California's citrus farmers are asking homeowners to inspect their backyard citrus trees for symptoms of citrus greening, according to a Los Angeles Times article published today. The disease hasn't been reported in the state, but officials fear an illegally imported tree somewhere in the Southland might be a time bomb waiting for an Asian citrus psyllid to begin the disease's spread.
Asian citrus psyllid moved into the state from Mexico last summer. In other parts of the world, the pest has devastated the citrus industry by spreading citrus greening disease.
"The disease could be a catastrophe for California's $1.2-billion citrus industry," wrote Times reporter Jerry Hirsch. "Citrus greening has already killed tens of thousands of acres of trees in Florida and Brazil and wiped out entire citrus industries in China, India, Saudi Arabia and Egypt."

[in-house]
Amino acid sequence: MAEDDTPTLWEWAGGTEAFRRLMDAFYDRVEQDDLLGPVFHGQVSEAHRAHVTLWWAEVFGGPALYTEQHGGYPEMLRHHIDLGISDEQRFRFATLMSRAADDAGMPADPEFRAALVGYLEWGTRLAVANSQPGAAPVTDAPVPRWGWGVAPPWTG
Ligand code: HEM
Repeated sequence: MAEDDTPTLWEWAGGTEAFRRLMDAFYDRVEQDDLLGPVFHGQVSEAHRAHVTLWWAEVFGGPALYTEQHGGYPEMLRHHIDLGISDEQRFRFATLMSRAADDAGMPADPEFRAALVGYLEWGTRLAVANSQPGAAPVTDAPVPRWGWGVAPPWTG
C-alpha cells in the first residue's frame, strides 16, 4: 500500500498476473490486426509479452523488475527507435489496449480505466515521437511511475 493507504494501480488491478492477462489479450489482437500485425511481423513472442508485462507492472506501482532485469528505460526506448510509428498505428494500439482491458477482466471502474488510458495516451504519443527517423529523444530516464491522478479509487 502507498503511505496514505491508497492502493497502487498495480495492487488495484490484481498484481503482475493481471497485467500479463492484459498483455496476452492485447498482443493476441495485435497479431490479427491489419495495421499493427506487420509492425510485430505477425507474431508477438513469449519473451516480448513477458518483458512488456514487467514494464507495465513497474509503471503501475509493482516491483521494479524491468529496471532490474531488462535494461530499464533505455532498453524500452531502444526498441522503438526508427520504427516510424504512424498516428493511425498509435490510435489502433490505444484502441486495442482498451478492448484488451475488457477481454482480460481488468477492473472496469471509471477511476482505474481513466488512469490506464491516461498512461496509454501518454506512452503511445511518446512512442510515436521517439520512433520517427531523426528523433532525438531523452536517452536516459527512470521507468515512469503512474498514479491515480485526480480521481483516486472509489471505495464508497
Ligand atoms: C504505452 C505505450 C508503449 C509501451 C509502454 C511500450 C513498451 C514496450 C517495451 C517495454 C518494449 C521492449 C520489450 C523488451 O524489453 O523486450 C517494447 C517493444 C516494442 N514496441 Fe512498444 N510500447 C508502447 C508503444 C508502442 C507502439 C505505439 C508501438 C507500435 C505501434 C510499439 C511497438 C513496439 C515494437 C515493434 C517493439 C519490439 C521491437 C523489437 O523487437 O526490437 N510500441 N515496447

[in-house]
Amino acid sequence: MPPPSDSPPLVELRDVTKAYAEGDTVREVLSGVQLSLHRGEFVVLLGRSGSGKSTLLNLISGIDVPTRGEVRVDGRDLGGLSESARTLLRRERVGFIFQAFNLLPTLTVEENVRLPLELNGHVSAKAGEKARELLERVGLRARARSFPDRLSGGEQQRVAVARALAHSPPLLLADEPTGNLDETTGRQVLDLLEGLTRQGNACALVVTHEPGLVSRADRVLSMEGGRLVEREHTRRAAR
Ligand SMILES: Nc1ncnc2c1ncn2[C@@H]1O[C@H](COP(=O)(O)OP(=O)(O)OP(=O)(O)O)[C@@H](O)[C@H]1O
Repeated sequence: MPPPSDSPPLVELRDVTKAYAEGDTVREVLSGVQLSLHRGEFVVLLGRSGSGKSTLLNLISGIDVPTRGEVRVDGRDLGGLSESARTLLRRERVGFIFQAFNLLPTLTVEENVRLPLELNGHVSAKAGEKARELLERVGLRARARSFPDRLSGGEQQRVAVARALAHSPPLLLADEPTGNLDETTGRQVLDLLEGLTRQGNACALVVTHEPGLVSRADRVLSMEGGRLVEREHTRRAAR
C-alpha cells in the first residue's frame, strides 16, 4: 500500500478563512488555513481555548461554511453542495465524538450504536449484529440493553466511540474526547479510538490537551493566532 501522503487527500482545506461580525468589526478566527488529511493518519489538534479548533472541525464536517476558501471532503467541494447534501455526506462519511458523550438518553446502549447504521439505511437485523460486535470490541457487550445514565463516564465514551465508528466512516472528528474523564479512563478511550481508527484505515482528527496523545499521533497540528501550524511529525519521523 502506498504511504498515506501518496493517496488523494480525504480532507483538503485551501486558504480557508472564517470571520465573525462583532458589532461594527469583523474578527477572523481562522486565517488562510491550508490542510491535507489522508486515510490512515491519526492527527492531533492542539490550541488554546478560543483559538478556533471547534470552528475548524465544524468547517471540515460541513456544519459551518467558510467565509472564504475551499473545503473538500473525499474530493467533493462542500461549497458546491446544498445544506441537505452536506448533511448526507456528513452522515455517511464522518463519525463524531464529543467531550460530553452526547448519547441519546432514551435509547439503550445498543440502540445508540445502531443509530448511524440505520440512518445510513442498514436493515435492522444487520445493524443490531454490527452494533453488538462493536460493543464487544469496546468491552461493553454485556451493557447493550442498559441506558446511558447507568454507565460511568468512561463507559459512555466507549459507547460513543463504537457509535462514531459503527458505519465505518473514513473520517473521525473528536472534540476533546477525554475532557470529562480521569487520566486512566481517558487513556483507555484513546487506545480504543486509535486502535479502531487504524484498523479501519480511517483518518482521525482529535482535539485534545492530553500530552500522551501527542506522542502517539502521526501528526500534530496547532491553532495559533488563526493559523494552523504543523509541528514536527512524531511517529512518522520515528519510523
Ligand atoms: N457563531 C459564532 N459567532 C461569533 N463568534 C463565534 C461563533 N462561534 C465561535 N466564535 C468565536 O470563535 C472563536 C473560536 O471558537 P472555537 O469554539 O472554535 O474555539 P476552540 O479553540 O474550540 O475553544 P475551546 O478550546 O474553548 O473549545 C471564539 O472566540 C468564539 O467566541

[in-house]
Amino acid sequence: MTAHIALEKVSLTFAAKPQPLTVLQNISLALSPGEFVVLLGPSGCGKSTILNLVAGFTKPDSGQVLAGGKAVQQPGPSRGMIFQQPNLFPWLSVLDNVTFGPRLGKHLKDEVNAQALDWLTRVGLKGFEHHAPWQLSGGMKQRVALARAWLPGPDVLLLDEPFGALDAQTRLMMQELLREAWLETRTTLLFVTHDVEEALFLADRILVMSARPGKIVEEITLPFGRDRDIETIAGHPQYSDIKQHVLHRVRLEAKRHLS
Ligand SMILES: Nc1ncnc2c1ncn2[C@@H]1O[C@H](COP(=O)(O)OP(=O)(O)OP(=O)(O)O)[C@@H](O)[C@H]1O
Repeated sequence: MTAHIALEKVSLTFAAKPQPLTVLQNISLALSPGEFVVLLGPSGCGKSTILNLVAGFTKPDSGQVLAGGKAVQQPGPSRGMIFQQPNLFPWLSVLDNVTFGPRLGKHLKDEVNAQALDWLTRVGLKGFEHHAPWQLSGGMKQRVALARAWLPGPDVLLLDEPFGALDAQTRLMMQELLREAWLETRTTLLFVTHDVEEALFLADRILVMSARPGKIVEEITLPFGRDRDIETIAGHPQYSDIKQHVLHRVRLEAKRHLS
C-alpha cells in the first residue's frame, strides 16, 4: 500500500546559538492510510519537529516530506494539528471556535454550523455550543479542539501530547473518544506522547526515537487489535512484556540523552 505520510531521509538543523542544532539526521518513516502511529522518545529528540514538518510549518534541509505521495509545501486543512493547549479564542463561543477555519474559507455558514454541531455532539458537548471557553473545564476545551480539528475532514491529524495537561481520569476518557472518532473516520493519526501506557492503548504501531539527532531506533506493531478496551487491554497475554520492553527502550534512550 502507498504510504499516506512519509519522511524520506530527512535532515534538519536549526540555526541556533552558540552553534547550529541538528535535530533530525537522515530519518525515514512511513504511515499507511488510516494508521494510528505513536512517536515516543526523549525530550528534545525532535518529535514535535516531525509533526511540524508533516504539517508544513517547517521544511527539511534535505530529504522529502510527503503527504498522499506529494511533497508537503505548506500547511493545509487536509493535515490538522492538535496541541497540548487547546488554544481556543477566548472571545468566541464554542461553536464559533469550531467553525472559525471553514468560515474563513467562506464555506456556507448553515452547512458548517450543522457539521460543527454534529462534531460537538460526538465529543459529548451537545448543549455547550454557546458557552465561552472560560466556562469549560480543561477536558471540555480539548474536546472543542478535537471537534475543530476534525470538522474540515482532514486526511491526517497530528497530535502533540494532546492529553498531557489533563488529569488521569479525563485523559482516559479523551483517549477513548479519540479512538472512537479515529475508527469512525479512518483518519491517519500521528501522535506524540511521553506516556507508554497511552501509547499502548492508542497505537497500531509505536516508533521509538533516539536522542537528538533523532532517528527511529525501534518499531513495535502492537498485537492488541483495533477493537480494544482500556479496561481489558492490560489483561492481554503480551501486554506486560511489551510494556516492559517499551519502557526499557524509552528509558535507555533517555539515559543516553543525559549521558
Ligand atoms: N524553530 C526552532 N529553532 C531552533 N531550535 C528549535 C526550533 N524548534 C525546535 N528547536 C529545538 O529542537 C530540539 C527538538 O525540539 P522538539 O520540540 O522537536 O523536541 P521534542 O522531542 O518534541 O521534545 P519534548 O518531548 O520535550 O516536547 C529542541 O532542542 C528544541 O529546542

Researchers at UC Riverside, UC Davis, the University of Florida and other institutions are trying to find better ways to detect the disease in its long latent stage and to control the psyllid population, the article said.
According to a UC IPM Pest Note on Asian Citrus Psyllid, symptoms of citrus greening include yellow shoots and mottling and chlorosis of leaves. Infected trees are stunted, sparsly foliated and may bloom off season. Fruit do not color properly and the juice tastes bitter.
Homeowners and commercial landscapers who believe they have found Asian citrus psyllid or a tree infected with citrus greening disease should call the California Department of Food and Agriculture's exotic-pest hotline at (800) 491-1899.